It seems us Kiwi’s aren’t quite the outdoorsy kind we used to be. Outdoor products company Fishing Camping Outdoors, or FCO, is closing it’s doors for good. It’s the second outdoor products firm to leave our land in recent times, after Mountain Designs shut its New Zealand business in August.
By June, every FCO will have closed shop. All thirteen FCO stores were based in the North Island. Group managing director Peter Birtle believes Australia stands a better chance at sustaining the chain. He told Stuff.co.nz,
“Our initial approach of developing a business specifically for the New Zealand market has proven to be flawed and FCO has always battled to get the attention it required while we have been addressing challenges in our BCF (boating, camping, fishing) and Ray’s Outdoors businesses [in Australia].”
In total the chain is accepting it’s loss of $19.8 million.
New Zealand’s first ever house building factory has opened it’s doors in Wellington. The factory is aiming to produce 500 prefab homes annually.
Trade HQ wrote, “Sean Murrie, Matrix Homes chief executive and director, said “People are building components of houses, then assembling them on the site. But the whole thing here is we’re turning fully finished houses with code compliance certificates.”
While this is a big leap forward as far as construction goes, it’s been speculated whether the market will be as big. Grant Florence, chief executive of Certified Builders is concerned that demand will not meet up. “They have to overcome some consumer negatives around the prefab concept because people relate it to cheap and they relate it to prefabs at schools,” he said.”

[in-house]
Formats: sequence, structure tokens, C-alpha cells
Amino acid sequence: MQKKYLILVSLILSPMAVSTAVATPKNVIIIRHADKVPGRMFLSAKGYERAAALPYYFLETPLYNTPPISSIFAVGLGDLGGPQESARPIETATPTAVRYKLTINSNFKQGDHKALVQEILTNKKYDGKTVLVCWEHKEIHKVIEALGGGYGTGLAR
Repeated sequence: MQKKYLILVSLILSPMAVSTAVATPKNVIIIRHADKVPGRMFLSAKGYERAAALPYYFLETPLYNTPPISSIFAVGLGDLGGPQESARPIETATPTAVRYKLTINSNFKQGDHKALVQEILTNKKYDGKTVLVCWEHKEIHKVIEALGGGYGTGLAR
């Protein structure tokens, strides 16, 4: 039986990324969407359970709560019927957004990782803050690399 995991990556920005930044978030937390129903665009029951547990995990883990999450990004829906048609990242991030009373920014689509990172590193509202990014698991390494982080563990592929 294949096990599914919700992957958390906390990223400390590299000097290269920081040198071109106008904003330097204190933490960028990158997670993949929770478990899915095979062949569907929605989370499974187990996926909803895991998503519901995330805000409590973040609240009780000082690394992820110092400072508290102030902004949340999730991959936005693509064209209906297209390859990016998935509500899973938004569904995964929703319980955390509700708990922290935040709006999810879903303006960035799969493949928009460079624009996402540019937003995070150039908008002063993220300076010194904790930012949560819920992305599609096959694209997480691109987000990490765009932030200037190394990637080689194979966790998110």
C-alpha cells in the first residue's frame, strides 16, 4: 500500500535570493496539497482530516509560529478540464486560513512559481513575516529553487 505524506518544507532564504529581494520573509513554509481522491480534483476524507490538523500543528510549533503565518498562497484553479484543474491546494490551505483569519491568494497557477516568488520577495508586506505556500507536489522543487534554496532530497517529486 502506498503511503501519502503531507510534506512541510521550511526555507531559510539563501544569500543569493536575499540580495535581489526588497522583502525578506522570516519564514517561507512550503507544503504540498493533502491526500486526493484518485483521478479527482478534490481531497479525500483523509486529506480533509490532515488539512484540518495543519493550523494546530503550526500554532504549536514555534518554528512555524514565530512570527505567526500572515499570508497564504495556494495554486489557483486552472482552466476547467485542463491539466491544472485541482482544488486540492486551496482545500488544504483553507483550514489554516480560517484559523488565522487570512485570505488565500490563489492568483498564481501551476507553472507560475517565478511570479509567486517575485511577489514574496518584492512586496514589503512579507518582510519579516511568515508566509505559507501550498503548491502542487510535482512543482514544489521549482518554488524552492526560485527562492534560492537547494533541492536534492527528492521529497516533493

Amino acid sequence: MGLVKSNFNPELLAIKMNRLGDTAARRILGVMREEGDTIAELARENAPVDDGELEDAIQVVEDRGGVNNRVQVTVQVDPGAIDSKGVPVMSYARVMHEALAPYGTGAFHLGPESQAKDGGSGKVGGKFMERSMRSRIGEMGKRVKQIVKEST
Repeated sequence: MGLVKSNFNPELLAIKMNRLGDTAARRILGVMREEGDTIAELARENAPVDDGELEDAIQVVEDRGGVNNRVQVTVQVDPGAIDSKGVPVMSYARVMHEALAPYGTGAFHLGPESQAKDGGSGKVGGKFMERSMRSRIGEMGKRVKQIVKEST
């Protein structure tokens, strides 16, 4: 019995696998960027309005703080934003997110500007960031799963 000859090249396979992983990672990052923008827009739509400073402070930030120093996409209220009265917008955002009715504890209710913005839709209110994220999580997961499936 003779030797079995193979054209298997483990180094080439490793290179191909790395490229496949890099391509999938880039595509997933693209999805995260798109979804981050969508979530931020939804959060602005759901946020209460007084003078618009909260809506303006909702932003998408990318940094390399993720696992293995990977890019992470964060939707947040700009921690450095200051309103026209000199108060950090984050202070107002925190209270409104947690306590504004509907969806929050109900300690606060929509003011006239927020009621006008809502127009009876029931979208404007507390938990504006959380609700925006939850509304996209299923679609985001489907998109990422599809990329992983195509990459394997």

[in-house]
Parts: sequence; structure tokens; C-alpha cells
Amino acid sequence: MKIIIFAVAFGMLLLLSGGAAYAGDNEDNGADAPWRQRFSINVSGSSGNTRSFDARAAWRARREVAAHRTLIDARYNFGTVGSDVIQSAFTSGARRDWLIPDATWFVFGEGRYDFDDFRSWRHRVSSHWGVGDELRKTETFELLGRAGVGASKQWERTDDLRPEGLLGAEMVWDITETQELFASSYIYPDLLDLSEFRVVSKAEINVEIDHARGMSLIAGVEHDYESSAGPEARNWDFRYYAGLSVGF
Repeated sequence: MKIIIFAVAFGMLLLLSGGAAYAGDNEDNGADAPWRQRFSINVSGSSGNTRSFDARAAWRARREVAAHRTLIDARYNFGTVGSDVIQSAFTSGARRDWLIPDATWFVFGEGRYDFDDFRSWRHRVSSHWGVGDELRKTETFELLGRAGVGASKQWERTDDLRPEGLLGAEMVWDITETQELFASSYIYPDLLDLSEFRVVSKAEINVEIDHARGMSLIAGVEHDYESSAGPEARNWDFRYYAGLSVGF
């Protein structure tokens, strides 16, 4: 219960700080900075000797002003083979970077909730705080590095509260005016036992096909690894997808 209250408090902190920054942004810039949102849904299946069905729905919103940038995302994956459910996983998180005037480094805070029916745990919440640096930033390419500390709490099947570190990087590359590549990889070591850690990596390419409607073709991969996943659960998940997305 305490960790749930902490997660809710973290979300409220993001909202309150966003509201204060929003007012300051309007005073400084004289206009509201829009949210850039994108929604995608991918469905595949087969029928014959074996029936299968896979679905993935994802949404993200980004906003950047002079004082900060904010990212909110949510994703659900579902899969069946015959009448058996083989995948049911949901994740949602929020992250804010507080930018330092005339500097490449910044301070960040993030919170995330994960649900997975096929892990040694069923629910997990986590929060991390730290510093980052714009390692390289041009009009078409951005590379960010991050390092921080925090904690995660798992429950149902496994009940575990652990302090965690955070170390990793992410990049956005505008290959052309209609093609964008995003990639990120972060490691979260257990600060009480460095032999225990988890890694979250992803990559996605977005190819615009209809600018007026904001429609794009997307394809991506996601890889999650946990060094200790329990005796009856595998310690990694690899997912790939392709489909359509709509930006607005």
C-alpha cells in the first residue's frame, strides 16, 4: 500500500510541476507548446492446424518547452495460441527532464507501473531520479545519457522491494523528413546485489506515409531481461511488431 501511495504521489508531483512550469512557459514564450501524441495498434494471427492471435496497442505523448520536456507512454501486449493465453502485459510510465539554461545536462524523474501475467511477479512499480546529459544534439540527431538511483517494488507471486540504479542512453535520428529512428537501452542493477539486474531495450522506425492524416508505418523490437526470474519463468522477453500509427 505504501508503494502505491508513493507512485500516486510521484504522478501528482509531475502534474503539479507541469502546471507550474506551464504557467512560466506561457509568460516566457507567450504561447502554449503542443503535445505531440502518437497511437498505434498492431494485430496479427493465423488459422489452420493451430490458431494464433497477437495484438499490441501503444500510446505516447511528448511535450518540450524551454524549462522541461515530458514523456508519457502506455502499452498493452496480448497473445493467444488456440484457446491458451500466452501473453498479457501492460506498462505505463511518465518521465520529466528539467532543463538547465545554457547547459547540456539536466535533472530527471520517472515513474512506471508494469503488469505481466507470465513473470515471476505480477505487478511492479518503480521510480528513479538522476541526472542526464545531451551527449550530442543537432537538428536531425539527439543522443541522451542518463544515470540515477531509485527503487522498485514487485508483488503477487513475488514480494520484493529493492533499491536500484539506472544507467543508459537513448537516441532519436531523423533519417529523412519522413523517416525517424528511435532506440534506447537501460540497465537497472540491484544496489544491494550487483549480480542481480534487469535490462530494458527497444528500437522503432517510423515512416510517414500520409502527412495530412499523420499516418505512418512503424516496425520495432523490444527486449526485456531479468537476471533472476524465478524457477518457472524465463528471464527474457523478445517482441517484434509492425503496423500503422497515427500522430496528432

Powershop has been New Zealand’s pride and joy in the power company industry. They were the first to sell carbon offset energy through their online store. Now they have shocked us once more. Powershop has positioned itself as the world’s first mobile power company.
Their new mobile technology makes power usage and wastage much more visible to environmentally conscious consumers. Anyone with an iPhone, Samsung or any smartphone can clean up their act. CEO Ari Sargent told NZ Herald,
“Mobile makes viewing and understanding energy consumption radically simpler, easier to understand and, importantly, more fun… It gives you an incentive to really understand where you’re using or wasting the most power, which leads to lower usage.”
The mobile app allows mass tracking through days. If you bought a heat pump in Hamilton from Waikato’s number 1 Fujitsu dealer, you can track whether you turned it on or left it running. This tool has already been useful. An Auckland man discovered that it used the same amount of energy to leave his heat pumps running overnight rather than turn them on in the morning!
Mr Sargent is very optimistic about the use of mobile. “Mobile makes it real. If you can literally see the difference between switching lights off or leaving them on, you’re far more likely to change your habits and behaviour,” he said.
Hopefully other New Zealand businesses jump on this mobile trend in 2015!
An oversleeping chef in Wellington has been awarded nearly $10,000 after being sacked on the spot. Luke Keirsey slept through his alarm twice and missed a busy shift due to a sore leg. After he was fired from a Wellington restaurant owned by Betty White Limited, the Employment Relations Authority found favour in him.